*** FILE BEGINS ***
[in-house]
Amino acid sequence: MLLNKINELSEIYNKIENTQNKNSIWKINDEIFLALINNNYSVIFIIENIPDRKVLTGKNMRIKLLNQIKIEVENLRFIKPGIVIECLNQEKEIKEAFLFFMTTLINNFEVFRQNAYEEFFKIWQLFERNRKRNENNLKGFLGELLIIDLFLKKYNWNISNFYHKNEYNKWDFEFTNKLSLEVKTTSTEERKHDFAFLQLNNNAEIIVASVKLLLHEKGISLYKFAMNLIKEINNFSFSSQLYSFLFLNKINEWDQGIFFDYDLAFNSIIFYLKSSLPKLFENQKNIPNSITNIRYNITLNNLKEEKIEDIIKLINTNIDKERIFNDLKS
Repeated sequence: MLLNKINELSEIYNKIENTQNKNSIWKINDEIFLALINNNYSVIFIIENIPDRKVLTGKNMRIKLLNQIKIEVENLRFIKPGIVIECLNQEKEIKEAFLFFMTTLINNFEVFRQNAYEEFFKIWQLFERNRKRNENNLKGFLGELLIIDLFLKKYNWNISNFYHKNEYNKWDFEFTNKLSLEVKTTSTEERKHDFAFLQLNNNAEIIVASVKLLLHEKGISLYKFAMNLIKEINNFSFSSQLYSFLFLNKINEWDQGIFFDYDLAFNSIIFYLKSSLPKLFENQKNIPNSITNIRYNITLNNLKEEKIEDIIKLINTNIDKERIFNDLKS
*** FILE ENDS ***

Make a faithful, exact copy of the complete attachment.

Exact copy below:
[in-house]
Amino acid sequence: MLLNKINELSEIYNKIENTQNKNSIWKINDEIFLALINNNYSVIFIIENIPDRKVLTGKNMRIKLLNQIKIEVENLRFIKPGIVIECLNQEKEIKEAFLFFMTTLINNFEVFRQNAYEEFFKIWQLFERNRKRNENNLKGFLGELLIIDLFLKKYNWNISNFYHKNEYNKWDFEFTNKLSLEVKTTSTEERKHDFAFLQLNNNAEIIVASVKLLLHEKGISLYKFAMNLIKEINNFSFSSQLYSFLFLNKINEWDQGIFFDYDLAFNSIIFYLKSSLPKLFENQKNIPNSITNIRYNITLNNLKEEKIEDIIKLINTNIDKERIFNDLKS
Repeated sequence: MLLNKINELSEIYNKIENTQNKNSIWKINDEIFLALINNNYSVIFIIENIPDRKVLTGKNMRIKLLNQIKIEVENLRFIKPGIVIECLNQEKEIKEAFLFFMTTLINNFEVFRQNAYEEFFKIWQLFERNRKRNENNLKGFLGELLIIDLFLKKYNWNISNFYHKNEYNKWDFEFTNKLSLEVKTTSTEERKHDFAFLQLNNNAEIIVASVKLLLHEKGISLYKFAMNLIKEINNFSFSSQLYSFLFLNKINEWDQGIFFDYDLAFNSIIFYLKSSLPKLFENQKNIPNSITNIRYNITLNNLKEEKIEDIIKLINTNIDKERIFNDLKS